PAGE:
The Road from Kaminsk to Brooklyn

by Victor Breitburg

The modest biography that I will attempt to write are the stories as my mother and other European relatives told it to me.

Descendants of 




Shlomo Vigdor Wajnman was probably born in Kamiensk, Poland, in 1857. He came from a very grand Jewish Orthodox family.

I don't know anything about his childhood, but I know that he went to a yeshiva for higher learning. He served in the Russian army during the Russo-Japanese War. He was capable of writing and reading several languages: Polish, Russian, German, Yiddish and Hebrew. 

In town, he was known as the man who writes letter in several languages, in turn many Jews and Poles used his skills. He was an exemplary Jew, Melamed (teacher), husband, and conscientious father, a man not only in height but also in stature.

At the age of twenty-three, the family of the Wajnmans and the Magnus's met for the purpose of a betrothal between Shlomo Vigdor and Sura Kaila. A formal engagement was announced and within one year Shlomo Vigdor and Sura Kaila were married. At the time of their marriage, Sura Kaila was the age of fourteen and at the age of fifteen, their first baby girl was born and they named her Nacha Yita.

Subsequently, eight children followed, with being continuously pregnant. Times were very tough, even though he was making a good living, eight children to dress and feed, help was needed.

Grandmother at this point decided to help out by opening stores in the local markets, selling wares. The shtetls were not too far in distance and each one had its own market on a different day of the week. She was a petite woman, 4' 11" and most probable weight about 100 lb. While she was out the responsibility of the older children were to help out with the younger ones, and that's how it was life in the shtetl. Life was not anyone, particularly if you were Jewish.

There was plenty of affection in the family, and the rule of the Torah was the commandment. It was also everyone's responsibility to help out not only to the members of the family, but also anyone in need. Some time in early 1915 Shlomo Vigdor passed away to the great sorrow of his family and everyone in town.

Two of the children, Nacha Yita and Hilda, settled in the United States, and 1927, Shlomo Vigdor (not the first one) was born to the youngest daughter Chava, and that point Sura Kaila decided to join her two daughters in the United States. With a box of cake from my own Bris, and with that she arrived on the shores of the United States.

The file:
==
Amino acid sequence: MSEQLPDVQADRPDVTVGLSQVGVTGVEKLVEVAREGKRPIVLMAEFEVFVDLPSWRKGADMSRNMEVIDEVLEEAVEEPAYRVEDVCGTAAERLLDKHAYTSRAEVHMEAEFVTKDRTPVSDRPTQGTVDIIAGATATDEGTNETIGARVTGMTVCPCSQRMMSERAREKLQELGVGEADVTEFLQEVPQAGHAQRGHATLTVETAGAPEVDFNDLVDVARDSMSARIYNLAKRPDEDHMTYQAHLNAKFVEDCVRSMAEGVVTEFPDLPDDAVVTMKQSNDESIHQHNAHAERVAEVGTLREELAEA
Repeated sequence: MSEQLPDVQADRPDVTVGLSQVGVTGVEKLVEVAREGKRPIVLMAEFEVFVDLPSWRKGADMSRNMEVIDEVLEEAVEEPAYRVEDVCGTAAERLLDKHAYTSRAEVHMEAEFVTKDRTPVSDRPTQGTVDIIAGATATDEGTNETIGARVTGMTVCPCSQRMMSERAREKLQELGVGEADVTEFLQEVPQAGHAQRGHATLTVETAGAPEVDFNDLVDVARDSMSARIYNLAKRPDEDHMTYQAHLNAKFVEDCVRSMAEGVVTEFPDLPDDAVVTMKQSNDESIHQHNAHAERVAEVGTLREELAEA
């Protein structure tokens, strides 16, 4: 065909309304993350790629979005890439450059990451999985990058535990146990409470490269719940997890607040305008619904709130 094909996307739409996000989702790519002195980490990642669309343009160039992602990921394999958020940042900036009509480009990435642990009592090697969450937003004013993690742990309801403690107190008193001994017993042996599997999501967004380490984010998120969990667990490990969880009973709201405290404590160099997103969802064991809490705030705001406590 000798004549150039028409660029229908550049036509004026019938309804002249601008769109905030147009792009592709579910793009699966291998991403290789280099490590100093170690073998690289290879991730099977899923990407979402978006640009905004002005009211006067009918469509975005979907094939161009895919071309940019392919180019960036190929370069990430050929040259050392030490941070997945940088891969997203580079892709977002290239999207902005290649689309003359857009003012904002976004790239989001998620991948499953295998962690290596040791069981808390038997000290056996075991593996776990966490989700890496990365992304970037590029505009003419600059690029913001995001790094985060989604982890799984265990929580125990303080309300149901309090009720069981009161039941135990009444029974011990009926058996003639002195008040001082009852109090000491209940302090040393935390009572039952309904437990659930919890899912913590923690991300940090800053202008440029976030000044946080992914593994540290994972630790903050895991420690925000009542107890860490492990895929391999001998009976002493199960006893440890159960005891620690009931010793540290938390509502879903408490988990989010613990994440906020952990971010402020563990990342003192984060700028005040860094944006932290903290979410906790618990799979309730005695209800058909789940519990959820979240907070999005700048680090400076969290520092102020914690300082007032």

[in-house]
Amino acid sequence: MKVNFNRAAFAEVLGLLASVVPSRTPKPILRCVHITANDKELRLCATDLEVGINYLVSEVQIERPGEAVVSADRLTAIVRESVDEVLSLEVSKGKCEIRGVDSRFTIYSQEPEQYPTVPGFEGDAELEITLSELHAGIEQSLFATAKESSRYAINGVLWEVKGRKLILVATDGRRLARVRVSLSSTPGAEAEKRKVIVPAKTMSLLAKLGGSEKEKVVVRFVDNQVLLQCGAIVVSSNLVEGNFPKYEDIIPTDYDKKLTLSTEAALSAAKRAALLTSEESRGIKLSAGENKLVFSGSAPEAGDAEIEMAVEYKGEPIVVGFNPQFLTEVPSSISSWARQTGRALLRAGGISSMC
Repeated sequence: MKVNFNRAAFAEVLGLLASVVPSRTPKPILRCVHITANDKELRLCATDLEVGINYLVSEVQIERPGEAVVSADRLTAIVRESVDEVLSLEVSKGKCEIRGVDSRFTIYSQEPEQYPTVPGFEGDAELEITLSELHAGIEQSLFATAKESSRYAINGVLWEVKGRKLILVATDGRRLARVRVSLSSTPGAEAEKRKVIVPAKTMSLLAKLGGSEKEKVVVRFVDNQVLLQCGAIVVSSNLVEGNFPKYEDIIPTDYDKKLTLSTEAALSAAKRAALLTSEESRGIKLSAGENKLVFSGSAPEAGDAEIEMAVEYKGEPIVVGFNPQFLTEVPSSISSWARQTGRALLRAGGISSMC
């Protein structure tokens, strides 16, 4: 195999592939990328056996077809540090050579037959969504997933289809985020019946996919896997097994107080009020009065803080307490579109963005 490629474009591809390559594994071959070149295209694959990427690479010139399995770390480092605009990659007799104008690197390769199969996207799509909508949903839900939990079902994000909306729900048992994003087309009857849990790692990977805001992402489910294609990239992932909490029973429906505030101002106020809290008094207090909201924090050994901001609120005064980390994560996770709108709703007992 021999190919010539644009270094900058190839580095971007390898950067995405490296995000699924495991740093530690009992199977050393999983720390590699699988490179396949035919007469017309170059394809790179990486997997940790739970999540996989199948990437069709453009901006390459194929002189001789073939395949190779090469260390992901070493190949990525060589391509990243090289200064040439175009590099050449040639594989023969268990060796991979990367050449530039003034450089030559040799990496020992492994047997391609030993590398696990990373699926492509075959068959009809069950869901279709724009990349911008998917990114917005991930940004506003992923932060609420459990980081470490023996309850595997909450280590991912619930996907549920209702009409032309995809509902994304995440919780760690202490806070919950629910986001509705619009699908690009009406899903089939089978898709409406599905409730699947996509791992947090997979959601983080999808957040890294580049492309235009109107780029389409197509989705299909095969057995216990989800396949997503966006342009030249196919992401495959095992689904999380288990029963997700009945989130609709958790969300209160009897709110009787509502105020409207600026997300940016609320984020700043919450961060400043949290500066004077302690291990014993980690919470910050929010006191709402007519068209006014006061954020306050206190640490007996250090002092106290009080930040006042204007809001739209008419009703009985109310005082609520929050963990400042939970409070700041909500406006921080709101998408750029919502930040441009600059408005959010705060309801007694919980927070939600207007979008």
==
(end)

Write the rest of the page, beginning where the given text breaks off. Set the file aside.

Settled in Brooklyn and in 1937, she remarried, to a Jewish Orthodox gentleman and her new name was changes to Sura Kaila Latowitz, lived a very blissful life. She worked with Nacha Yita at a chicken place, earning some money. There was not one holiday that she didn't send some money to her children in Europe. For $2.00 dollars you were able to make a Shabbat for six people none of us realized she had to work and save the few dollars to send overseas.

April 2, 1939, Erev Passover, we received a telegram that Sura Kaila passed away.

On May 17, 1939 was born and was named Sura Kaila so her name would not be forgotten. But the Holocaust took its toll. For the family of the Wajnmans' children, grandchildren and in-laws, only two survived, one is Reasel (Shoshana, the daughter of Eizel) and myself out of 54 people. 

In 1994 I finally found the grave of Sura Kaila, because the change of her name, and the older generation died many years ago, no one knew her burial place. I brought Shoshana's children and my wife to the gravesite. It is very hard to put the feeling I had standing at her grave. One can cry without a tear showing, one can speak without a word to be spoken, that how I felt when I was at her grave. I apologized over and over how sorry that I was not being able to save anyone from her family. I realize it was beyond my capacity to do anything, but the guilt is there. Looking at her grave I felt that she was listening to me, and at that point I said Kaddish.

How lucky she was to die in 1939, and not to see the tragedy of the Holocaust. Out of the eight children, only two survived, and those were the two who lived in the United States, Nacha Yita and Hilda.

At this time Shoshana (Reizel) is mortal incapacitated, her memory is gone, and with my death the epic of the European Wajnmans will come to an end.

April 17, 2001
Victor Breitburg
Levittown, New York
E-mail: victorsb@aol.com


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